The lost memoir from baseball icon Lou Gehrig—a major historical discovery, published for the first time as a book, with “color commentary” from historian Alan Gaff.
In 1927, the legendary Lou Gehrig sat down to write the remarkable story of his life and career. He was at his peak, fresh off a record-breaking season with the fabled ‘27 World Series champion Yankees. It was an era unlike any other. Gehrig’s personal remembrances were published that year as popular weekly columns in The Oakland Tribune. Until now, those pages were lost to history.
Lou comes alive in his captivating memoir. It is a heartfelt rags-to-riches tale about a poor kid from New York who grew up to become one of the greatest. He takes us to his childhood home, to Columbia University where he flashed as a prospect, all the way to the dugout at Yankee Stadium where he recounts his first major league hit and bonding with Babe Ruth.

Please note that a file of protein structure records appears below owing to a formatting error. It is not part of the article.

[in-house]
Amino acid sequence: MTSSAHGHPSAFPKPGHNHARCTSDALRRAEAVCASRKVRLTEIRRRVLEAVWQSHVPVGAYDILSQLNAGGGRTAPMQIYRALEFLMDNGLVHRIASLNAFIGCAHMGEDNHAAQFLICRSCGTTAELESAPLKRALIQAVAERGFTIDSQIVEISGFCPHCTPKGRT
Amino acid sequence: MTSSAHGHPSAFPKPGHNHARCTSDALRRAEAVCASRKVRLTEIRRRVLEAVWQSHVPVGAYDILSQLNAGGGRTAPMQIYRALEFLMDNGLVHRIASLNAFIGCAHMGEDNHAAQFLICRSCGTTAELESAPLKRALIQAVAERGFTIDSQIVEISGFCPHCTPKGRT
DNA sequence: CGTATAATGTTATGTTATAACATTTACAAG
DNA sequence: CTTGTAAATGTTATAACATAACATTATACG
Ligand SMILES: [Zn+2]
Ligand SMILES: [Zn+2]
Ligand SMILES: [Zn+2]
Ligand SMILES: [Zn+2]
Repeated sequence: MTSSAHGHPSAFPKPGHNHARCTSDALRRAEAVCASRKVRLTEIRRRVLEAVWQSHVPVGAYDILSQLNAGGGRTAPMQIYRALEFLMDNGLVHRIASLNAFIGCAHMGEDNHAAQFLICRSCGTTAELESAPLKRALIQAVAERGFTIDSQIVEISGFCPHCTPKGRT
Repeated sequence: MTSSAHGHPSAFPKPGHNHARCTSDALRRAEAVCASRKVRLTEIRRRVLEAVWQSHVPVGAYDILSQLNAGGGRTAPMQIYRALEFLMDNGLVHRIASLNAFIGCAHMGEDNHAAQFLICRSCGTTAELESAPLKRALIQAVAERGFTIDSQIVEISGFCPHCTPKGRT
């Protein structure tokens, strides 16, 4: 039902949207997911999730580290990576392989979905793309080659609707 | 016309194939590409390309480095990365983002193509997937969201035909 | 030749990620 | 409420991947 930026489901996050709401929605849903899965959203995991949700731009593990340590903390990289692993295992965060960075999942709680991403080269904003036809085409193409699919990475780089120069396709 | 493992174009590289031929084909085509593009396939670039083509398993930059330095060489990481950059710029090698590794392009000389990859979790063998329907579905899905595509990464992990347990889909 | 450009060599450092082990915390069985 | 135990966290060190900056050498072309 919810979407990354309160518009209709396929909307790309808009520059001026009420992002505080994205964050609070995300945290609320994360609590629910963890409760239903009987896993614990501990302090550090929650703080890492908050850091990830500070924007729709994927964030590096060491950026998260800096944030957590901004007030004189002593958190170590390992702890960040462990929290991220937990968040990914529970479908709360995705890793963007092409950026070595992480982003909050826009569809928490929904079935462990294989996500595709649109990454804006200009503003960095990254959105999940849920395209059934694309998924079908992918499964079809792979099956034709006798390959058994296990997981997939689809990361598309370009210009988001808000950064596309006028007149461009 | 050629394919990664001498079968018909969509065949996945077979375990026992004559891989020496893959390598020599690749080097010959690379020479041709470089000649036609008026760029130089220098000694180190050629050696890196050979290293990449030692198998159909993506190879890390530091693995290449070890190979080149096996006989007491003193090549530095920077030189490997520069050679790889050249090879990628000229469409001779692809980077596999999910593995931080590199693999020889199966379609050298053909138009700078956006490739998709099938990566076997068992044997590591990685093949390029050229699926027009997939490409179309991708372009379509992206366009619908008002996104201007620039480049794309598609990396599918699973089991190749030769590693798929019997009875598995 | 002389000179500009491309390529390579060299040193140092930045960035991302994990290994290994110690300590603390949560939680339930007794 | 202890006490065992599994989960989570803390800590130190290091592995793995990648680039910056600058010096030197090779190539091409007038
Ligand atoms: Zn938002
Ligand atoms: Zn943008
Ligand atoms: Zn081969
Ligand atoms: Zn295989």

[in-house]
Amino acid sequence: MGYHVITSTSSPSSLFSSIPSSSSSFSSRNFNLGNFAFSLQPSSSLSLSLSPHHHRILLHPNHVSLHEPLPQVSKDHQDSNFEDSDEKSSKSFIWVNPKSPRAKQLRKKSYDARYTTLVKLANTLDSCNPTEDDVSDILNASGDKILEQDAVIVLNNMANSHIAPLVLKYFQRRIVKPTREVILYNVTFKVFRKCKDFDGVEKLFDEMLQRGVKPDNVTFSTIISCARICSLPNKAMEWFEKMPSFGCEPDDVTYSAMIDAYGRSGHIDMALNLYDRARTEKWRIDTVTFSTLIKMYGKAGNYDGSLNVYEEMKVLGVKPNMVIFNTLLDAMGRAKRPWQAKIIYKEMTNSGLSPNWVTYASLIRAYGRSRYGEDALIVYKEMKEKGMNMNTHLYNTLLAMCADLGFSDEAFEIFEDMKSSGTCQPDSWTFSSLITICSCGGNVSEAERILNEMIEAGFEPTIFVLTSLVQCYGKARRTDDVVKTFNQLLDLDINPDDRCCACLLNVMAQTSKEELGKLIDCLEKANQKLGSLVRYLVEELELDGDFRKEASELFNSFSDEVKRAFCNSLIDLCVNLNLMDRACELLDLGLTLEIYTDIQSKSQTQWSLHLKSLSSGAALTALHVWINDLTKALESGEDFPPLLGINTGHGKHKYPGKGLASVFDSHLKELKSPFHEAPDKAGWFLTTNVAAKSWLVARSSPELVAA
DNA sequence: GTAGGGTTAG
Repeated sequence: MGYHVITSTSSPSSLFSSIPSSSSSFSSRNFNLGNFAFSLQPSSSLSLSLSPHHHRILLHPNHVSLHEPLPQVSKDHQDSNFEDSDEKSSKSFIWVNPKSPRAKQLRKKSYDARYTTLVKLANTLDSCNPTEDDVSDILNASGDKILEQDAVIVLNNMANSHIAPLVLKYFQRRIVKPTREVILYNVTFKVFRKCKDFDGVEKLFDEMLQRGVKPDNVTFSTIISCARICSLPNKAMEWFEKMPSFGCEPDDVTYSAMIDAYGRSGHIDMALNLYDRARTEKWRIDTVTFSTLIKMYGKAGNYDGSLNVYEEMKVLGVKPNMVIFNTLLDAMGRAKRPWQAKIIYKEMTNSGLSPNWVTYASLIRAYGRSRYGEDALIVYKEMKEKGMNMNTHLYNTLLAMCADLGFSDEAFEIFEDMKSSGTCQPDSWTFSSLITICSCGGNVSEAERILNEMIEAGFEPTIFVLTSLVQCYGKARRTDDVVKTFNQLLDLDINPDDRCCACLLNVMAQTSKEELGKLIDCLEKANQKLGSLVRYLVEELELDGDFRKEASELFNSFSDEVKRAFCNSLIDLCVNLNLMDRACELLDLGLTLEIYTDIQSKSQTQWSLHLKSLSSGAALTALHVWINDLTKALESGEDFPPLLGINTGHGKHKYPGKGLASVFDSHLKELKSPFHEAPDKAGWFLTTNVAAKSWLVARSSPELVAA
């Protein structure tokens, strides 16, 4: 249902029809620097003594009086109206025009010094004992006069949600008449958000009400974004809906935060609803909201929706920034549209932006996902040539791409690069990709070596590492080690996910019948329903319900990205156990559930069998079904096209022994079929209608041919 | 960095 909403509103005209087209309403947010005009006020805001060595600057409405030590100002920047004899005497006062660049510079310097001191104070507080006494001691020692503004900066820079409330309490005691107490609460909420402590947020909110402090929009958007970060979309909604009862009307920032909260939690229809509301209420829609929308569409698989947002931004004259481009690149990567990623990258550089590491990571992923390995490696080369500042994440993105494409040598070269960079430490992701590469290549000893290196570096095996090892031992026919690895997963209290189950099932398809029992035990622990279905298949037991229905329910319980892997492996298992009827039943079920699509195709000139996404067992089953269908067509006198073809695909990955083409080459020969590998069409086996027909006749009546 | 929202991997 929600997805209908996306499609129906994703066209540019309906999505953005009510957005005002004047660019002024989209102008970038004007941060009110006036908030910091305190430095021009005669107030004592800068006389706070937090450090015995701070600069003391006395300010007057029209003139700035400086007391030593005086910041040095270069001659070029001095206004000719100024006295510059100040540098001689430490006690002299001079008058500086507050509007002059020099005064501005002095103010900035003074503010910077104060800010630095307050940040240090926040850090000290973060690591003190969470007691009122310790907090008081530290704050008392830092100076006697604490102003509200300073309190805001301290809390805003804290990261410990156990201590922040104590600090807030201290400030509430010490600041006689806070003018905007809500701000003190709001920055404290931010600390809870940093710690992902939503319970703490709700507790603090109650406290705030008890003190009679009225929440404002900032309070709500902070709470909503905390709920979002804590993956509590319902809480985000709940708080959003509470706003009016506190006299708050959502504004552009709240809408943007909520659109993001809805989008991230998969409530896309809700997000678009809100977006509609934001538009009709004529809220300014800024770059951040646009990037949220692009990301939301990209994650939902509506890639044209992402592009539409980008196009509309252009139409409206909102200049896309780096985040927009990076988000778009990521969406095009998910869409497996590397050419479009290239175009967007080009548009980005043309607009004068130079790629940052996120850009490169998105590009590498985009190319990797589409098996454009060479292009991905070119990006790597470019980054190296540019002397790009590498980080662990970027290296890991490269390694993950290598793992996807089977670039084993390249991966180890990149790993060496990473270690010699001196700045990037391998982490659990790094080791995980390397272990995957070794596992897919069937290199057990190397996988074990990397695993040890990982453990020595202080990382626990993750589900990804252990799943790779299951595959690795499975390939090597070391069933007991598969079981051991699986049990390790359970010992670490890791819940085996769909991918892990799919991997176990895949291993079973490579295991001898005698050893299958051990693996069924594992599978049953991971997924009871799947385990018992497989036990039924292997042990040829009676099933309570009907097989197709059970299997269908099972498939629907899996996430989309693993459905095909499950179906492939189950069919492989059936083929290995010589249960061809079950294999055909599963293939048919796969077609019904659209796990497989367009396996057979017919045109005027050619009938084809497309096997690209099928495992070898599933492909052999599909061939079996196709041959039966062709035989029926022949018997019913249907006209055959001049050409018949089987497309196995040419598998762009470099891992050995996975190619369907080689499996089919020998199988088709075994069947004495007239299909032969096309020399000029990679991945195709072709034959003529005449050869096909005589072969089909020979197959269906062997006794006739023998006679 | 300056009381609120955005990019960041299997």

There is a real poignancy to this tale. Built like a heavyweight boxer, “Iron Horse” Lou was one of the most powerful men to play the game. Off the field he was a shy, gentle soul. He would die prematurely from ALS, a degenerative neuromuscular disorder now known as Lou Gehrig’s Disease. Here is Lou back at bat—Hall of Famer, All Star, and MVP. Lou Gehrig is a monument and tribute to a singular life and career.
Alan D. Gaff is an independent scholar and the author of many books, including Lou Gehrig: The Lost Memoir, Bayonets in the Wilderness, Blood in the Argonne, and On Many a Bloody Field, hailed as “a masterpiece of Civil War scholarship” (The Bookwatch). He lives in Indiana.